Magazines use short articles, short-shorts, quotes, jokes, trends, recipes, puzzles, tips, news and facts and lots of other items to fill out a page or the end of a column or any space too small for an ad but too large to leave blank. Length may vary from a phrase to a 500-word personal account.
With nearly every magazine also employing a companion website, the need for filler has grown. Some people actually make their living writing filler.
Why should you write filler rather than a full article?
I'm a firm believer in writing whatever you can sell. From a one-liner to an epic novel, if you can sell it, write it. But a primary benefit of writing filler is that filler is often a break-in point to a magazine. Sell a few pieces of filler say to More magazine, then when you offer a query on a longer piece you can point to the material they have already bought. Like most of us, editors like to work with people whom they are familiar so if you sold to an editor or to one of his colleagues one time, you'll likely sell again if the experience was good.
The pay varies. Some magazines don't pay but offer a byline of sorts. Some pay a few cents a word or a flat fee ranging from $5 to $50. I sold a brief, funny story about my brother to Reader's Digest for $30 a line. It ran four lines once the editors were done, netting me $120. This was before email so I probably spent a total of two hours typing it up and getting it ready for the mail. That's a good payday!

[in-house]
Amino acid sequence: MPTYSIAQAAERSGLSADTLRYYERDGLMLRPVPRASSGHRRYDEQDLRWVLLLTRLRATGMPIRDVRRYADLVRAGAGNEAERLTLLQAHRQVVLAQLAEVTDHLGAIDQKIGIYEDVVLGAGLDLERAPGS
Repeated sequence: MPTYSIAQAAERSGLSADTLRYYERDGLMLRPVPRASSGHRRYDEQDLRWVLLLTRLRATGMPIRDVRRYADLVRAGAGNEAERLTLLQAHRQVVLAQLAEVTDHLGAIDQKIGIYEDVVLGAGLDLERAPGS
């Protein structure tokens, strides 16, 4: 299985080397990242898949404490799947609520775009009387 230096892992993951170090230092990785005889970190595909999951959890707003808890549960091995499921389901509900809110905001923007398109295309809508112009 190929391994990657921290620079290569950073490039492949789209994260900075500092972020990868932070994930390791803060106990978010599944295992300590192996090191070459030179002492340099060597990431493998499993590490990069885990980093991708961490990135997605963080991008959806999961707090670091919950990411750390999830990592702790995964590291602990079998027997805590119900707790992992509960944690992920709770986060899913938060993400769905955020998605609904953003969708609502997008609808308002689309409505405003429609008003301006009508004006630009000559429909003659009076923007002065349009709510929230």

A third reason for writing filler is that it could help make you a better writer. Writing short and tight makes you choose words with meaning and power to express your idea effectively. Filler offers you the opportunity if you're stuck on one piece to write something else without making it a huge commitment. Send "Four Must-Have Shoes" to Ladies Home Journal while your novel plot untangles itself in your mind. You'll have time away from your problem and still be productive.
Who needs filler?
Practically every magazine out there needs filler, if not for its hard copy, then for its website. Tips, lists, anything short, informative or entertaining will find a home on the web. If you can write it and it's short, you can sell it.